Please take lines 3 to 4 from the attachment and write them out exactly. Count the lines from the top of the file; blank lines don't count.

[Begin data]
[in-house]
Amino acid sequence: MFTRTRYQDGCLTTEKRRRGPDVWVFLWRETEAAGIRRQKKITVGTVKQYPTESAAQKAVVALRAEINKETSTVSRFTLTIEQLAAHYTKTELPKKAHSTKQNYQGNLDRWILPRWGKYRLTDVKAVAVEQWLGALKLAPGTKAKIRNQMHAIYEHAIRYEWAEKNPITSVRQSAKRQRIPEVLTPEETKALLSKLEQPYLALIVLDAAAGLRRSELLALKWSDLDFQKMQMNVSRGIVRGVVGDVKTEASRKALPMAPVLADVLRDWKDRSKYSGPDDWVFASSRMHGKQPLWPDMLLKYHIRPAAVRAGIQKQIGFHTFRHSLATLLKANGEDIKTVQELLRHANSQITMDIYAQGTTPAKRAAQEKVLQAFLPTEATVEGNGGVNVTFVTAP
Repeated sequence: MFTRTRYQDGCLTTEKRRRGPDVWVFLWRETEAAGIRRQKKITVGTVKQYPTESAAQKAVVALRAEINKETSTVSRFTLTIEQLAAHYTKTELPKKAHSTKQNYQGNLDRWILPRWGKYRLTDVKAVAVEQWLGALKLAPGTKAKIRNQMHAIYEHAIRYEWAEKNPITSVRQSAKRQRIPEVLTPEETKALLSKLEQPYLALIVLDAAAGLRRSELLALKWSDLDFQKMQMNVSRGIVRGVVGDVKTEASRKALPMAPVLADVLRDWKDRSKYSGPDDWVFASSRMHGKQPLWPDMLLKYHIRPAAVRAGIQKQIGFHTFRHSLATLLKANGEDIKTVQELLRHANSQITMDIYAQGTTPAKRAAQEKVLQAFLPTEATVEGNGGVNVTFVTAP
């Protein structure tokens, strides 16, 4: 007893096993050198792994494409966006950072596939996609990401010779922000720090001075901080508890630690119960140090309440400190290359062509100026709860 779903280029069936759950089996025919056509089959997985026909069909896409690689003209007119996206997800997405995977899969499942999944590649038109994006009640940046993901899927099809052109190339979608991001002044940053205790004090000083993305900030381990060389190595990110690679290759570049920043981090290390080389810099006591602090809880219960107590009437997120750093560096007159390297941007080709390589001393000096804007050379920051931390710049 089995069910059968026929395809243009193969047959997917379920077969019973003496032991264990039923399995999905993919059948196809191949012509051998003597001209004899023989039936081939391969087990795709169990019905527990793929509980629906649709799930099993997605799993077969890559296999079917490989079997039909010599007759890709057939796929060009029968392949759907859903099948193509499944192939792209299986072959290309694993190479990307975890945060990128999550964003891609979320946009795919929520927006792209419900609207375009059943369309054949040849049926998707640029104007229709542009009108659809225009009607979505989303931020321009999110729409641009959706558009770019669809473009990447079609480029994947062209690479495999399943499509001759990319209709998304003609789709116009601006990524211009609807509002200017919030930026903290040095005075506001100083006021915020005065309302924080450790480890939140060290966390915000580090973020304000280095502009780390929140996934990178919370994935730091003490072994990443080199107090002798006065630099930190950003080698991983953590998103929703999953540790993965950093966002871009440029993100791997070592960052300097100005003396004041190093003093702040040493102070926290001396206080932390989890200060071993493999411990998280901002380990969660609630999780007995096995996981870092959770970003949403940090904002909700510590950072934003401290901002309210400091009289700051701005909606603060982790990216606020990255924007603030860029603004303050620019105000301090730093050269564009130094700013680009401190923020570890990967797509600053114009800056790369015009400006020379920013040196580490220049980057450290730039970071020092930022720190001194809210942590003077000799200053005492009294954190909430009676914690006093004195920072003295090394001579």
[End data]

Repeated sequence: MFTRTRYQDGCLTTEKRRRGPDVWVFLWRETEAAGIRRQKKITVGTVKQYPTESAAQKAVVALRAEINKETSTVSRFTLTIEQLAAHYTKTELPKKAHSTKQNYQGNLDRWILPRWGKYRLTDVKAVAVEQWLGALKLAPGTKAKIRNQMHAIYEHAIRYEWAEKNPITSVRQSAKRQRIPEVLTPEETKALLSKLEQPYLALIVLDAAAGLRRSELLALKWSDLDFQKMQMNVSRGIVRGVVGDVKTEASRKALPMAPVLADVLRDWKDRSKYSGPDDWVFASSRMHGKQPLWPDMLLKYHIRPAAVRAGIQKQIGFHTFRHSLATLLKANGEDIKTVQELLRHANSQITMDIYAQGTTPAKRAAQEKVLQAFLPTEATVEGNGGVNVTFVTAP
């Protein structure tokens, strides 16, 4: 007893096993050198792994494409966006950072596939996609990401010779922000720090001075901080508890630690119960140090309440400190290359062509100026709860 779903280029069936759950089996025919056509089959997985026909069909896409690689003209007119996206997800997405995977899969499942999944590649038109994006009640940046993901899927099809052109190339979608991001002044940053205790004090000083993305900030381990060389190595990110690679290759570049920043981090290390080389810099006591602090809880219960107590009437997120750093560096007159390297941007080709390589001393000096804007050379920051931390710049 089995069910059968026929395809243009193969047959997917379920077969019973003496032991264990039923399995999905993919059948196809191949012509051998003597001209004899023989039936081939391969087990795709169990019905527990793929509980629906649709799930099993997605799993077969890559296999079917490989079997039909010599007759890709057939796929060009029968392949759907859903099948193509499944192939792209299986072959290309694993190479990307975890945060990128999550964003891609979320946009795919929520927006792209419900609207375009059943369309054949040849049926998707640029104007229709542009009108659809225009009607979505989303931020321009999110729409641009959706558009770019669809473009990447079609480029994947062209690479495999399943499509001759990319209709998304003609789709116009601006990524211009609807509002200017919030930026903290040095005075506001100083006021915020005065309302924080450790480890939140060290966390915000580090973020304000280095502009780390929140996934990178919370994935730091003490072994990443080199107090002798006065630099930190950003080698991983953590998103929703999953540790993965950093966002871009440029993100791997070592960052300097100005003396004041190093003093702040040493102070926290001396206080932390989890200060071993493999411990998280901002380990969660609630999780007995096995996981870092959770970003949403940090904002909700510590950072934003401290901002309210400091009289700051701005909606603060982790990216606020990255924007603030860029603004303050620019105000301090730093050269564009130094700013680009401190923020570890990967797509600053114009800056790369015009400006020379920013040196580490220049980057450290730039970071020092930022720190001194809210942590003077000799200053005492009294954190909430009676914690006093004195920072003295090394001579």